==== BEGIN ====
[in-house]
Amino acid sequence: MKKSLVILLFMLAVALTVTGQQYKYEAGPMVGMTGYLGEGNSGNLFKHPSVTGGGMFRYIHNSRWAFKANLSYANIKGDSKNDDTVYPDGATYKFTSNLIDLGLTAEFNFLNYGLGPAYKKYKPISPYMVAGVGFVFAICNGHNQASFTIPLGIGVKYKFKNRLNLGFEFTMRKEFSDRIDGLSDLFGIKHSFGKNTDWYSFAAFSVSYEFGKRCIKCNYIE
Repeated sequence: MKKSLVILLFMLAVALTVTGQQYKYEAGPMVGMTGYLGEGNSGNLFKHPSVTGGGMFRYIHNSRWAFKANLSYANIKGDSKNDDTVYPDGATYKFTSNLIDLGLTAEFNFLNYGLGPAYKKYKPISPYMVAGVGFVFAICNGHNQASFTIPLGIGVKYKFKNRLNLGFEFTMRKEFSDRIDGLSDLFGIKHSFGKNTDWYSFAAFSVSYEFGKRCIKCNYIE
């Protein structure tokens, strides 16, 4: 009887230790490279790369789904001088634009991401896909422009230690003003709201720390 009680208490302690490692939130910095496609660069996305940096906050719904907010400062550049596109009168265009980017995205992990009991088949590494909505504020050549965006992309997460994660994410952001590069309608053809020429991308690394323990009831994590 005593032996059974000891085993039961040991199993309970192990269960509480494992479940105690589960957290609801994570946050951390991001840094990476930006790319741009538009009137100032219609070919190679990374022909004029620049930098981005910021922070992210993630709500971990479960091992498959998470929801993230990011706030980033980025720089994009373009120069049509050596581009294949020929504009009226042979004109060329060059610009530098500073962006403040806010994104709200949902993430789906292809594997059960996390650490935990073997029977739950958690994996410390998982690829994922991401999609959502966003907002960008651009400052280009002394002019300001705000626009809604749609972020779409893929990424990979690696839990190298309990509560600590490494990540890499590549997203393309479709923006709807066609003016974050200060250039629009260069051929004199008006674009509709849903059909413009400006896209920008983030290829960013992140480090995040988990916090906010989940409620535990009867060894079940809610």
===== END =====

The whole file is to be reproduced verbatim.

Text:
[in-house]
Amino acid sequence: MKKSLVILLFMLAVALTVTGQQYKYEAGPMVGMTGYLGEGNSGNLFKHPSVTGGGMFRYIHNSRWAFKANLSYANIKGDSKNDDTVYPDGATYKFTSNLIDLGLTAEFNFLNYGLGPAYKKYKPISPYMVAGVGFVFAICNGHNQASFTIPLGIGVKYKFKNRLNLGFEFTMRKEFSDRIDGLSDLFGIKHSFGKNTDWYSFAAFSVSYEFGKRCIKCNYIE
Repeated sequence: MKKSLVILLFMLAVALTVTGQQYKYEAGPMVGMTGYLGEGNSGNLFKHPSVTGGGMFRYIHNSRWAFKANLSYANIKGDSKNDDTVYPDGATYKFTSNLIDLGLTAEFNFLNYGLGPAYKKYKPISPYMVAGVGFVFAICNGHNQASFTIPLGIGVKYKFKNRLNLGFEFTMRKEFSDRIDGLSDLFGIKHSFGKNTDWYSFAAFSVSYEFGKRCIKCNYIE
């Protein structure tokens, strides 16, 4: 009887230790490279790369789904001088634009991401896909422009230690003003709201720390 009680208490302690490692939130910095496609660069996305940096906050719904907010400062550049596109009168265009980017995205992990009991088949590494909505504020050549965006992309997460994660994410952001590069309608053809020429991308690394323990009831994590 005593032996059974000891085993039961040991199993309970192990269960509480494992479940105690589960957290609801994570946050951390991001840094990476930006790319741009538009009137100032219609070919190679990374022909004029620049930098981005910021922070992210993630709500971990479960091992498959998470929801993230990011706030980033980025720089994009373009120069049509050596581009294949020929504009009226042979004109060329060059610009530098500073962006403040806010994104709200949902993430789906292809594997059960996390650490935990073997029977739950958690994996410390998982690829994922991401999609959502966003907002960008651009400052280009002394002019300001705000626009809604749609972020779409893929990424990979690696839990190298309990509560600590490494990540890499590549997203393309479709923006709807066609003016974050200060250039629009260069051929004199008006674009509709849903059909413009400006896209920008983030290829960013992140480090995040988990916090906010989940409620535990009867060894079940809610």